Jasmeet K Reen
Alia Bhatt, Shefali Shah, Vijay Varma, Roshan Mathew
What’s The Story
Set against the backdrop of a conservative lower-middle-class neighbourhood in Mumbai, the story explores the lives of a quirky mother-daughter duo (Shefali Shah and Alia Bhatt), who while navigating through exceptional circumstances, find courage and love as they try to find their place in the world. Will the two be able to attain freedom amidst all odds of society? Well, you’ll have to watch the film to find out.
Vijay Varma Steals The Show, Alia Bhatt Is A Close Second
Vijay Varma comes up with another stellar performance. He is menacing, terrorizing and every move of his will keep you guessing as to what he is going to do next. Not just the dialect but even the body language of the character has been brilliantly picked up by Varma. There are scenes where he is stuck in a chair, and even in those scenes, you will be looking only at Varma despite the fact that there are others in the scene talking. He has managed to even make those scenes interesting.
Needless to say that Alia Bhatt has once again given an applause-worthy performance. One look at the character and you might feel that it’s a continuation of her character in ‘Gully Boy’, but in the next few minutes, you’re made to realise that the two characters are as different as chalk and cheese. Bhatt has managed to mould herself into a very submissive wife’s character, but as the film enters the second hour, she drastically transforms. Being the producer of the film, she definitely has picked up a great character for her own self, something that generations to come would be proud to see her in.
Shefali Shah is the backbone of the story. She brings the story much-needed stability. It gets to a point where you’re left wondering how can she be such cold-blooded in her mannerisms, but that’s the brilliance of Shah’s performance. Within a split second, she changes her expressions from being the caring and loving mother for Bhatt to being the fierce and uncompromising mother-in-law for Varma.
Last but not the least, Roshan Mathew - what a delight to watch onscreen! He may have had the least amount of screen space among the four leads but his mannerisms and quirks make for a brilliant performance. His character seems so mysterious yet so interesting that his character itself could be a separate spin-off from ‘Darlings’.
The direction by Jasmeet K. Reen is good considering that she attempted to make a dark comedy. It’s one of the toughest genres to crack and she has managed to bring out a decent presentation. She has tried not to get into too many intricacies and therefore kept the storytelling pretty simple for everyone to understand. The way in which she has detailed the scenes of domestic abuse or even the lead-up to it makes for a worthy mention of her talent.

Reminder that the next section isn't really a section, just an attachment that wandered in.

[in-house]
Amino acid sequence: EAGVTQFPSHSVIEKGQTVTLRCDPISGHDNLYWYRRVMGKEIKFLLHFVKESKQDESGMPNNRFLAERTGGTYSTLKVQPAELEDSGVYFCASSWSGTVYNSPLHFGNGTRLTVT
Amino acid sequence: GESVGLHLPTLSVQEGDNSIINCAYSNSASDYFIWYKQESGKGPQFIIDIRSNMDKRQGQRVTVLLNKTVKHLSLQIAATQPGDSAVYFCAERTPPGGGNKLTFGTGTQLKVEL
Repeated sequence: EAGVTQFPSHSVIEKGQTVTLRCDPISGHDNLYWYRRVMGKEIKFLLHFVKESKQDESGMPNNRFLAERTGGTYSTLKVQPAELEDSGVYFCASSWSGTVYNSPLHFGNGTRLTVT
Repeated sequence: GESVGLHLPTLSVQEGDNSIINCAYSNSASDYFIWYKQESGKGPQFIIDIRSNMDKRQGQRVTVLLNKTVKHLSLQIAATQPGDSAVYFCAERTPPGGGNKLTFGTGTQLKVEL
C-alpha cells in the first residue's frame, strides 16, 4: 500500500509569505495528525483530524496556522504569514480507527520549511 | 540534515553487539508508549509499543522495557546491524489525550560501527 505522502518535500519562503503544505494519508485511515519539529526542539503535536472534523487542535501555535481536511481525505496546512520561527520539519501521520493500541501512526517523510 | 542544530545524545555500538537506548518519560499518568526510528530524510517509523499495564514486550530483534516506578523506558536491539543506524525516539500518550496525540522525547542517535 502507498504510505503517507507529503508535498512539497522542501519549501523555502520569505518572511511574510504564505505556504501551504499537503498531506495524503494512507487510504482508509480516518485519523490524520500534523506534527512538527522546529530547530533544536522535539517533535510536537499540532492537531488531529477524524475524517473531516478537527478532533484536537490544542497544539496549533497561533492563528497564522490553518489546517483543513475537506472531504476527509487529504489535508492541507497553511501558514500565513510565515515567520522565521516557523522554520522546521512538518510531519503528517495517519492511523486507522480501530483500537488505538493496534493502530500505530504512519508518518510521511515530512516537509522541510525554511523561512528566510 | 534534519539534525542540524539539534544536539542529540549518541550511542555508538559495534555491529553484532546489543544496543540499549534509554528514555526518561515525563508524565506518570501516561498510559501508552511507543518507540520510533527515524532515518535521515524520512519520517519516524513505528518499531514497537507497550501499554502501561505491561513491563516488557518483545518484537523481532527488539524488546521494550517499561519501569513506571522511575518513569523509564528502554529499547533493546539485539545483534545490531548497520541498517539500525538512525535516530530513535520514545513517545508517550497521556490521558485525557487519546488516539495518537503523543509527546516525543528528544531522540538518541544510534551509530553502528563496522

The music of the film is so situational that you’re actually wanting to hear every word that’s being said in the lyrics. Not many music composers can do that with their songs. Thankfully the baton was with a master of the genre Vishal Bhardwaj, who manages to come up with songs like La Ilaaj, Bhasad, Pleaj which you might not remember after the film gets over, but you will thoroughly enjoy while it’s playing out onscreen.
The legendary Anil Mehta’s cinematography manages to paint for you a picture of Mumbai that is miles away from the glam-sham that people in small towns associate Mumbai with. The darker side of the Mumbai underbelly has been depicted so minutely onscreen that you will fall in love with every nook and corner of the same. The efforts lie in the details and despite being shot in chawls and low-light areas none of the scenes looks dark or out-of-place.
Nitin Baid’s editing manages to keep the film crisp and doesn’t allow the viewer to wander a lot here and there.
An honourable mention for Vijay Maurya who comes up with such a brilliant performance as the police inspector in just a small minute role. Being the dialogue writer of the film, he has managed to keep a great chuck on good one-liners for himself.
No Humour In A Dark Comedy
Parveez Sheikh and Jasmeet K. Reen’s writing is the only soft spot in this film. And it’s a big soft spot considering that it defines the genre of the film that you’re attempting to make. It cannot be looked over. When you’re attempting a dark comedy, you’re supposed to have comical situations which are sadistically funny for the viewer and abjectly tragic for the character in the film. Sadly, that emotion doesn’t end up coming through in the writing. Considering this was a satire on the entire domestic violence angle, the humour in the satire should have been presented much stronger.
‘Darlings’ rides heavily on the brilliant performances of the cast. Thereby causing a slightly weaker script to go unnoticed. Vijay Varma takes the cake and stands tall with a stalwart performance. The only fallacy in the movie was the missing humour which needed to be strewn all over with pinches of satire. Even without that, it’s still a great One-Time Watch. I am going with 3.5 stars.